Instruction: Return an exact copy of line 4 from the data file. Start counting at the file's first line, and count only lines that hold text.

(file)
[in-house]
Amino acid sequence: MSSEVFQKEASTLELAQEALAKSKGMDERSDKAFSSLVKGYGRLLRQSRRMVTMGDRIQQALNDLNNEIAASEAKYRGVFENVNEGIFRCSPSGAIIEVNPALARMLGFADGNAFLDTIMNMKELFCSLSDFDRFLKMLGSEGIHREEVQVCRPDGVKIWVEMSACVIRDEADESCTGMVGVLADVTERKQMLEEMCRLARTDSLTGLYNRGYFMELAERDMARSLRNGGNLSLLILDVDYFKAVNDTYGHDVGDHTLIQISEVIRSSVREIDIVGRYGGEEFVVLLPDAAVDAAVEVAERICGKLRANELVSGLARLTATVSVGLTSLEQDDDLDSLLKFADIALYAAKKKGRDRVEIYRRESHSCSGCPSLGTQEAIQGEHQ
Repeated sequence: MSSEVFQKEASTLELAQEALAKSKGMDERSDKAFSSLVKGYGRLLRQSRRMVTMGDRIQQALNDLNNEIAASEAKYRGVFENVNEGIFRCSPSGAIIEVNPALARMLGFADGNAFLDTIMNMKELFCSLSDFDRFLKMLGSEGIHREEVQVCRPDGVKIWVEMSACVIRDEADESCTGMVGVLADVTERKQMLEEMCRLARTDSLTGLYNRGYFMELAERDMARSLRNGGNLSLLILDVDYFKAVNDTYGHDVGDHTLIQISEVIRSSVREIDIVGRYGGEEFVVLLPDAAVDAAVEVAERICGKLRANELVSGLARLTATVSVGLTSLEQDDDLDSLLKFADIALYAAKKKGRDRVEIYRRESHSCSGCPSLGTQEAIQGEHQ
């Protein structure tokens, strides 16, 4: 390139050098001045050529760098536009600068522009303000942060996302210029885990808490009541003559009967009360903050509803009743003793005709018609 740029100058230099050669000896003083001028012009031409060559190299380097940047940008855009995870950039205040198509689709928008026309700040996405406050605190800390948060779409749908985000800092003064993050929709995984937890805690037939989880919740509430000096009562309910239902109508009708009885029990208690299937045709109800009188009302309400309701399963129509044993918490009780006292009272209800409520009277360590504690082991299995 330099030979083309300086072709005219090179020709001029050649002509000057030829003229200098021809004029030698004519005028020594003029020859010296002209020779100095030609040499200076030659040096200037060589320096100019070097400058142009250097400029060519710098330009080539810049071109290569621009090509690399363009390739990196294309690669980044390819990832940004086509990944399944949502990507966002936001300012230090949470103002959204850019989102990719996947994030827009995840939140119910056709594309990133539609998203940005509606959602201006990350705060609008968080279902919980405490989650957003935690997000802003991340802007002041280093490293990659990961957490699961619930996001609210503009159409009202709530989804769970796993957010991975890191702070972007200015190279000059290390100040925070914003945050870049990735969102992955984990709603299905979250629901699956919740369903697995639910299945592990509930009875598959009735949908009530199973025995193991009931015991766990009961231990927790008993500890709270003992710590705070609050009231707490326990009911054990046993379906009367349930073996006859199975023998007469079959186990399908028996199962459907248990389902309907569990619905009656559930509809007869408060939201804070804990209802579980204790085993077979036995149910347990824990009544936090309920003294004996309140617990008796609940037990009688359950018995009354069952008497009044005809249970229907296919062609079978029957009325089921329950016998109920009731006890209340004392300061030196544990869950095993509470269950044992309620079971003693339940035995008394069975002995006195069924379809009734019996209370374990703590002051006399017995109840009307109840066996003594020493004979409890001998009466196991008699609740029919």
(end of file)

């Protein structure tokens, strides 16, 4: 390139050098001045050529760098536009600068522009303000942060996302210029885990808490009541003559009967009360903050509803009743003793005709018609 740029100058230099050669000896003083001028012009031409060559190299380097940047940008855009995870950039205040198509689709928008026309700040996405406050605190800390948060779409749908985000800092003064993050929709995984937890805690037939989880919740509430000096009562309910239902109508009708009885029990208690299937045709109800009188009302309400309701399963129509044993918490009780006292009272209800409520009277360590504690082991299995 330099030979083309300086072709005219090179020709001029050649002509000057030829003229200098021809004029030698004519005028020594003029020859010296002209020779100095030609040499200076030659040096200037060589320096100019070097400058142009250097400029060519710098330009080539810049071109290569621009090509690399363009390739990196294309690669980044390819990832940004086509990944399944949502990507966002936001300012230090949470103002959204850019989102990719996947994030827009995840939140119910056709594309990133539609998203940005509606959602201006990350705060609008968080279902919980405490989650957003935690997000802003991340802007002041280093490293990659990961957490699961619930996001609210503009159409009202709530989804769970796993957010991975890191702070972007200015190279000059290390100040925070914003945050870049990735969102992955984990709603299905979250629901699956919740369903697995639910299945592990509930009875598959009735949908009530199973025995193991009931015991766990009961231990927790008993500890709270003992710590705070609050009231707490326990009911054990046993379906009367349930073996006859199975023998007469079959186990399908028996199962459907248990389902309907569990619905009656559930509809007869408060939201804070804990209802579980204790085993077979036995149910347990824990009544936090309920003294004996309140617990008796609940037990009688359950018995009354069952008497009044005809249970229907296919062609079978029957009325089921329950016998109920009731006890209340004392300061030196544990869950095993509470269950044992309620079971003693339940035995008394069975002995006195069924379809009734019996209370374990703590002051006399017995109840009307109840066996003594020493004979409890001998009466196991008699609740029919």